In the winter, my trail shoes become my primary running shoes for running outside. This means they have to be able to run well on tar, trails (single track, groomed, etc.), snowmobile trails, different types of snow, mud, slushy roads, in extremely cold weather and do all the distances I run. It doesn’t mean that they have to be light-weight or a “fast” shoe, but they do have to be comfortable and able to run in different conditions.
So far the Cascadia 8’s have done this with no problem.
They are comfortable, have great traction, run quietly despite being trails shoes and give me a lot of confidence that I will remain upright and able to keep moving forward – when I am running in a variety of terrains and/or nasty conditions (tar, dirt roads, single-track trails, mud, snow, etc.).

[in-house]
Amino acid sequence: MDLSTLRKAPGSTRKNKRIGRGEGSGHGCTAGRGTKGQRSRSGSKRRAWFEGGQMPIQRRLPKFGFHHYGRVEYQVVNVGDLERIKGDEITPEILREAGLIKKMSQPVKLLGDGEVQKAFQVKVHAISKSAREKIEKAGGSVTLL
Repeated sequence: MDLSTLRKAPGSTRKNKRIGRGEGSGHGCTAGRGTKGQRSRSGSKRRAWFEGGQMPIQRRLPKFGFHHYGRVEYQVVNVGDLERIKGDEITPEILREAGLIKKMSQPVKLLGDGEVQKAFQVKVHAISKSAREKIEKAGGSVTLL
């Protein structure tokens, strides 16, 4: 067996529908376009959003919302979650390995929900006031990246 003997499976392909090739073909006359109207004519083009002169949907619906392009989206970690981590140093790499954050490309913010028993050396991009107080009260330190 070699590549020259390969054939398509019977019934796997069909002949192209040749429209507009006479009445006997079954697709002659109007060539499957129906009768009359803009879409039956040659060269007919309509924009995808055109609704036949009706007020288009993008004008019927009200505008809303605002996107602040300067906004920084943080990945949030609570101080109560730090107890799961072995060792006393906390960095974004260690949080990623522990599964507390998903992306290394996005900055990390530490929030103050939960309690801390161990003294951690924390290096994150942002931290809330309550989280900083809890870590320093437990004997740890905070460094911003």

Although I only have just over 50 miles on these shoes, the more I run in them, the more I like to run in them. The Cascadia 8’s may not be a “fast” shoe, but they have performed well in the winter conditions that I actually got them for.
The bottom line is that they are good shoe, that seem to be bomb-proof. It will be interesting to see my observations in my 200 miles review, because I have a feeling there will be one.
Brooks Cascadia 8’s
From what I could see from the Brooks website there are not a lot changes between the Cascadia 8 and the Cascadia 9, so I would think that the differences between running in the two, wouldn’t be that big of a deal.
Disclosure of Material Connection: These shoes are a personal purchase from Sierra Trading Post. The opinions I have expressed are my own and your experiences with this product might be different from mine. I am disclosing this in accordance with the Federal Trade Commission’s 16 CFR, Part 255: “Guides Concerning the Use of Endorsements and Testimonials in Advertising.”